First exhibits delivered to yet-to-be-built museum
WTOP's Jamie Forzato reports.
WASHINGTON - It's not even built yet, but the National Museum of African American History and Culture received its first artifacts on Sunday morning.
Two large pieces of history found their permanent home on the construction site where the museum will be completed -- an 80-foot long segregated railcar that was built in 1922 by the Coleman Manufacturing Co. and a 21-foot-tall cast concrete Angola Prison Tower from the Louisiana State Penitentiary.
They will be the centerpieces of the inaugural exhibit about the era of segregation when the museum opens in 2015.
21ft tall cast concrete Angola Prison Tower from the Louisiana State Penitentiary pic.twitter.com/c0JEHGHkCp— Jamie Forzato (@jamieforzato) November 17, 2013
Spencer Crew, curator for the museum, says the historical objects will help to tell the story of the challenges blacks faced after slavery.
"The train car is important because segregation on transportation is a long standing challenge that African Americans face ... Many of the symbols of segregation, like the water fountains and the separate restrooms, are gone, but the segregated train cars are a very visual way for the public to understand how segregation operated -- separate parts of the same car but with the African American section having fewer amenities," he said.
1922 80ft railcar arrives. Will be placed in construction site and museum built around it pic.twitter.com/j3bWbiX2Mf— Jamie Forzato (@jamieforzato) November 17, 2013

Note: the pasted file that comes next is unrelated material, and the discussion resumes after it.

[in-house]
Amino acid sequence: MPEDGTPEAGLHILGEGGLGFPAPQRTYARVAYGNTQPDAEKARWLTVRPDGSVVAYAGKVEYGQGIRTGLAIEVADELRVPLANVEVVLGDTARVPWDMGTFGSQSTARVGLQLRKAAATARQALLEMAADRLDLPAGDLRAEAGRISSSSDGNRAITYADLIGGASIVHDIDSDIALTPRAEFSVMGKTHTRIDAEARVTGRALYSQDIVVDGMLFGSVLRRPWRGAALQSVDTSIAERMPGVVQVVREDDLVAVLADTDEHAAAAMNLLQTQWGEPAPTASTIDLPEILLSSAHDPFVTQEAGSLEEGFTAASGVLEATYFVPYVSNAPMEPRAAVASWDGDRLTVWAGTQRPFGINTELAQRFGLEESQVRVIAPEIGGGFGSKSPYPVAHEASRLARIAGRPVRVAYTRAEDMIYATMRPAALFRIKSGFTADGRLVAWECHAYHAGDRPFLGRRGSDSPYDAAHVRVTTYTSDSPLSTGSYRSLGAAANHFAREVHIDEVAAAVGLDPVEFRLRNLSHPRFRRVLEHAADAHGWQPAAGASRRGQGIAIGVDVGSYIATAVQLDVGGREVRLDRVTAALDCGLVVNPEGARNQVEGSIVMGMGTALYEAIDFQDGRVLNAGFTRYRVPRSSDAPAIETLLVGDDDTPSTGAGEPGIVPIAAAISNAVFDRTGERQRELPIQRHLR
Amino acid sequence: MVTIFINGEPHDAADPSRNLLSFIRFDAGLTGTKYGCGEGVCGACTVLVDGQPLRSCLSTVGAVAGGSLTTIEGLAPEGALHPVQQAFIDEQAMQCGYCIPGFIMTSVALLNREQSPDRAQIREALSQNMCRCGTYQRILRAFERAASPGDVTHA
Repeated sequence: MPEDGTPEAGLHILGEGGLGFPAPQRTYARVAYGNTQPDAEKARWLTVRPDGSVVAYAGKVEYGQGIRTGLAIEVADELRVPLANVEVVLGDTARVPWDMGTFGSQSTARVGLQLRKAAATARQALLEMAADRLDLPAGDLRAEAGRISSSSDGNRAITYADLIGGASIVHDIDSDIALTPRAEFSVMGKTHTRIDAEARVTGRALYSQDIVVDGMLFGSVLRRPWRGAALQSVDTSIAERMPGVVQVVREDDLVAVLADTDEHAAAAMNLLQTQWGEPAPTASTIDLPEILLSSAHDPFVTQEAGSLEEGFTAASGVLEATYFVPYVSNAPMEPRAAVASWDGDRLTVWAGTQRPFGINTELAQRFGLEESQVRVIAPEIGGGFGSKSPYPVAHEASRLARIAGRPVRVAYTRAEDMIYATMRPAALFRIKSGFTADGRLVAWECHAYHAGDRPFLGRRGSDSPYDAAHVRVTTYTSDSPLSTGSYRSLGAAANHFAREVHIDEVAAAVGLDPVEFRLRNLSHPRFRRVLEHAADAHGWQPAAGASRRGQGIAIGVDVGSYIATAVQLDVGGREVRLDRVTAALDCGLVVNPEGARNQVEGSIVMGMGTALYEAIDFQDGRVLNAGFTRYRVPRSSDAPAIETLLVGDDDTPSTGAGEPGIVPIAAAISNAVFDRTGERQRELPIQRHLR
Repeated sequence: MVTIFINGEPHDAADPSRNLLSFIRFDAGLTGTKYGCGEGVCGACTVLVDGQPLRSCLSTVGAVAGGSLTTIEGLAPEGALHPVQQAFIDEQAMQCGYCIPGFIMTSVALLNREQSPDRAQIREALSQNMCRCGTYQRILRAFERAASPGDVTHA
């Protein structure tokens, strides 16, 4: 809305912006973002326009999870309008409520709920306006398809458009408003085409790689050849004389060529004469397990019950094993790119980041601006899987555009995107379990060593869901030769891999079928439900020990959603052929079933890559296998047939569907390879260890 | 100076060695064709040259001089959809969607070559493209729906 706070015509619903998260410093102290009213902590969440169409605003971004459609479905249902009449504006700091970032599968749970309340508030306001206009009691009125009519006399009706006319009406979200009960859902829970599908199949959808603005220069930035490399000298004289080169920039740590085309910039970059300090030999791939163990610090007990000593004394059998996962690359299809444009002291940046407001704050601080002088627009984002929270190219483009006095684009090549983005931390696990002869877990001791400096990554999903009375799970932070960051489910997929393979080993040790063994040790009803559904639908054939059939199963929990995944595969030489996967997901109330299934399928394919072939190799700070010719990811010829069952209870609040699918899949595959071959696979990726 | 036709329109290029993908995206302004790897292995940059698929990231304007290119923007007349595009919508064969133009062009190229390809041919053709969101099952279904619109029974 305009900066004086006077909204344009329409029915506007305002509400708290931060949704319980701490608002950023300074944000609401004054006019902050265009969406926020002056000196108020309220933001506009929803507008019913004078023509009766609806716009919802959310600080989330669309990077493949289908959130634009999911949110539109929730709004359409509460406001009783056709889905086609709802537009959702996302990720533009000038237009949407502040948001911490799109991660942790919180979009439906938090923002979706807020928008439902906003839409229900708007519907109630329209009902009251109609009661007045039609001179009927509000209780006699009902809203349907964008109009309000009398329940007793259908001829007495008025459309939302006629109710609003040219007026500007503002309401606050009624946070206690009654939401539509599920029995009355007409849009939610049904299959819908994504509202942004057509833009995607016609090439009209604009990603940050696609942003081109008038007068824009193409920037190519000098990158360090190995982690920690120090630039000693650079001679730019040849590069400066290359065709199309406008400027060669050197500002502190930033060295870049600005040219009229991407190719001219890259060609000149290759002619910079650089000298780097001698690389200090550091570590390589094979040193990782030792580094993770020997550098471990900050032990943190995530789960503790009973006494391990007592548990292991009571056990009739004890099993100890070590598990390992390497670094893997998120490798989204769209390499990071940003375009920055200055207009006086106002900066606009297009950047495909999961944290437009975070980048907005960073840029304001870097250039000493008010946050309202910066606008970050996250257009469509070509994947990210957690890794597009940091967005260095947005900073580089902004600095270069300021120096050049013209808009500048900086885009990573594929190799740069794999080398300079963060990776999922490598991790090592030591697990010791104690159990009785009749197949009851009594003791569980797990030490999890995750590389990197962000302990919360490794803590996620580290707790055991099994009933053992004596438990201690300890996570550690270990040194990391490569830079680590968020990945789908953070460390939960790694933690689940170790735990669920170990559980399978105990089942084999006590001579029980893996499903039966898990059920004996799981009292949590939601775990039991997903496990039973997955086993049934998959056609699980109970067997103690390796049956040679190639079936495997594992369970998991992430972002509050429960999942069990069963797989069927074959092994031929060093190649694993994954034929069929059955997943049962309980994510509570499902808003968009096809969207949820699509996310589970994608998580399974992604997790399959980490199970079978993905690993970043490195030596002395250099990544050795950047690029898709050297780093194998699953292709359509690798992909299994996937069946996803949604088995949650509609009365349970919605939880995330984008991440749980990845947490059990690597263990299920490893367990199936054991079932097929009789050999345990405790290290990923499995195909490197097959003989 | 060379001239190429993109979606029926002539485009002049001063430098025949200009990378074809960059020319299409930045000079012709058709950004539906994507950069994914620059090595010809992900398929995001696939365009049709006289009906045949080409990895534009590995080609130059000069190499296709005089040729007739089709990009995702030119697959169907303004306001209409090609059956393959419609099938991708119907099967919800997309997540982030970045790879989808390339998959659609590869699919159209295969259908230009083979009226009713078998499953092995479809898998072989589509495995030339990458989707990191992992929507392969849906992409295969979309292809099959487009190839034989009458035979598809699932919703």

The Angola Prison Tower comes from the oldest part of the Louisiana State Penitentiary, Camp A, which The New York Times reports, "Many remember it as having once been one of the most brutal and corrupt institutions in the post-Civil War South, the nearest kin to slavery that could legally exist."
Carlos Bustamante, project manager for the museum, said these iconic objects are so large that it would be impossible to move them inside the museum once the building is completed.
So after years of planning, the construction team loaded the artifacts into their final resting place and the museum will be built around them, "entombing them forever."
A pair of mobile cranes that shut down Constitution Avenue and 15th Street NW for several hours Sunday morning made the special deliveries possible.
"These are monster cranes -- 550 tons each. They will be lifting these two objects into the north end of our site," Bustamante said.
The museum is being constructed on the last available space on the National Mall. It also will serve as a venue for ceremonies and performances.
The railcar arrives in D.C.:
The prison tower arrives:
Here's what the Smithsonian has planned for the musuem: